of the historical bratwurst restaurant “Zum Gulden Stern” going back to 1419
Zirkelschmiedsgasse: the cobbled street on which Nuremberg’s leading bratwurst kitchen stood way back when, was originally known as “Auf dem Hohen Pflaster”. Today No. 26 is still home to Nuremberg’s leading bratwurst restaurant.
Besides the castle and the former St. Egidien Monastery, the area surrounding the St. Jacob Church belongs to Nuremberg’s earliest settlement hubs. Ownership of land surrounding the area forming the St. Lorenz Church parish has been vast and varied.
Originally the land belonged to the king and was usurped by the governor of the castle during the turmoil of the interregnum. In 1304 the then Castellan Conrad gifted the German Order with it. In the 15th century the Nuremburg Council took receipt of the Order’s dues to the new landowners for the sections of land that had been besieged in the interim.
It was in connection with these dues to the new landowners that the premises at No. 26 Zirkelschmiedsgasse, which was then known as "Auf dem hohen Pflaster", were documented for the first time. It was probably one of the first houses that was built around 1375. It comprises two houses and if dues had to be paid on each one then it would have generated: “all of 60 old German coins per year on Walpurgis night and on the Feast of St. Martin, as well as a hen for Shrovetide.” (It might not necessarily have been the fattest hen.)The city of Nuremberg tried to limit the number of taverns and eateries that had sprung up during the Thirty Years’ War.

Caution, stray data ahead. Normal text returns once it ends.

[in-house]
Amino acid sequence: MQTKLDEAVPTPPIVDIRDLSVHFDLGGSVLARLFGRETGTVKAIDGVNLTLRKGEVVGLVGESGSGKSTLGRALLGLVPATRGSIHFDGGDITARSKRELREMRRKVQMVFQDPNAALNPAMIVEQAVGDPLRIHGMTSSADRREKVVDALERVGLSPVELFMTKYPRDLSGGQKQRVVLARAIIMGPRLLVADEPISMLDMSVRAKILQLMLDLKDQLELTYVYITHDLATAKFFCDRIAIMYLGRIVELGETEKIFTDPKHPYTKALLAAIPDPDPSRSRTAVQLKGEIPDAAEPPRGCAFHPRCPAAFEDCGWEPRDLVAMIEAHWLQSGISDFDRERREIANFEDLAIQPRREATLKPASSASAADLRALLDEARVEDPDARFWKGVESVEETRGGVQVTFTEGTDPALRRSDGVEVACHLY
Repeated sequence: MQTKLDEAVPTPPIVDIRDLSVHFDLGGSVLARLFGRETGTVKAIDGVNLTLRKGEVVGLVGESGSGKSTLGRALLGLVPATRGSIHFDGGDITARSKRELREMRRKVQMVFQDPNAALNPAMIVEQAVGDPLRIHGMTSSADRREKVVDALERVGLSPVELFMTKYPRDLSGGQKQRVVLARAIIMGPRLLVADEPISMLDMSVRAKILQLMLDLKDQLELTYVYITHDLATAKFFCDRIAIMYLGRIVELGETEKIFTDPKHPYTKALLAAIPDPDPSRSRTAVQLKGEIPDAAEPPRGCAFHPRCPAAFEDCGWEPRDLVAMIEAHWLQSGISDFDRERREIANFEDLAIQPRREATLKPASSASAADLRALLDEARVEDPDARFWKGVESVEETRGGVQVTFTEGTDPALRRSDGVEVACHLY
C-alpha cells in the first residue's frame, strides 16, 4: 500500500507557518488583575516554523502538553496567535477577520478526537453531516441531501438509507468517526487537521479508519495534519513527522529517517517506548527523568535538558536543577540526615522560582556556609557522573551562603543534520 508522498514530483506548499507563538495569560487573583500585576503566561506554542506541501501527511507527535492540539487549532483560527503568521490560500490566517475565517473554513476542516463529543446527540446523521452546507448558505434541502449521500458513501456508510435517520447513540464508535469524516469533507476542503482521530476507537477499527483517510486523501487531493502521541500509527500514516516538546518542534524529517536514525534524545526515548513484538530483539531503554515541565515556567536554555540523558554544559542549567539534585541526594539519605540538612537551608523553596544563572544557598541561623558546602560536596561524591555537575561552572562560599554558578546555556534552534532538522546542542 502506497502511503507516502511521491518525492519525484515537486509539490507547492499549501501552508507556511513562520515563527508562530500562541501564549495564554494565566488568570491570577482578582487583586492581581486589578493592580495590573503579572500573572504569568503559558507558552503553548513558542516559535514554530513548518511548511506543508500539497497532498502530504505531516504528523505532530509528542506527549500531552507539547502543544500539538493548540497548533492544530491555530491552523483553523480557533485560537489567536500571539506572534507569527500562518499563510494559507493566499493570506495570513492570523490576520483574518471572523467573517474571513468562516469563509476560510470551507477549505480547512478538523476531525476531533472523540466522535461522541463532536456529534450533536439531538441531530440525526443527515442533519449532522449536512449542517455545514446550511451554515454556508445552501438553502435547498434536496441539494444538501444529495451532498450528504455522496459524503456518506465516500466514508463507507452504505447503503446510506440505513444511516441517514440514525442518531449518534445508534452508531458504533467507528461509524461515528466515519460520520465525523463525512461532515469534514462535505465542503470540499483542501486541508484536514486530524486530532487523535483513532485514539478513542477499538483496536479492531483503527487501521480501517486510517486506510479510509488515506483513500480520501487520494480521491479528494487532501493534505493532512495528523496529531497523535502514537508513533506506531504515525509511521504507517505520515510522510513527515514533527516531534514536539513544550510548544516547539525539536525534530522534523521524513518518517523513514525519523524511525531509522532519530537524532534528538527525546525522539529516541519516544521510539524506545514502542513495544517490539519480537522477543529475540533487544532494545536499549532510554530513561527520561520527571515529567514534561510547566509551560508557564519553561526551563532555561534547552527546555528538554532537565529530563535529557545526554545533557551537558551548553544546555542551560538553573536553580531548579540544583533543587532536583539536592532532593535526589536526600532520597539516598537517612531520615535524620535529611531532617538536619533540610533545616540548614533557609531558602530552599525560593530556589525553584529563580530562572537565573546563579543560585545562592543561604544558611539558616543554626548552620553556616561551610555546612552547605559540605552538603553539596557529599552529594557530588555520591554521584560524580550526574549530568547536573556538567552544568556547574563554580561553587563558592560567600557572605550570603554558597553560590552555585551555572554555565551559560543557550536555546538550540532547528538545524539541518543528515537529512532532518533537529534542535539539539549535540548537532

Once again No. 26 Zirkelschmiedsgasse was in the spotlight making history.
The “Zum Gulden Stern” tavern and eatery was categorised as an upscale eating house.
It was awarded the rarely accorded right to carry out the slaughtering of pigs on-site.
On being accorded the vintner license, the town’s beverage levy authority was permitted to have a wine warehouse.
Martin Hilleprandt acquired the premises with a “Demolition License“. The oldest – and arguably one of the most stunning – eating houses in Nuremberg was saved and restored thanks to the aid of the friends of the old town.
The gap between the Middle Ages and the present day has been successfully bridged.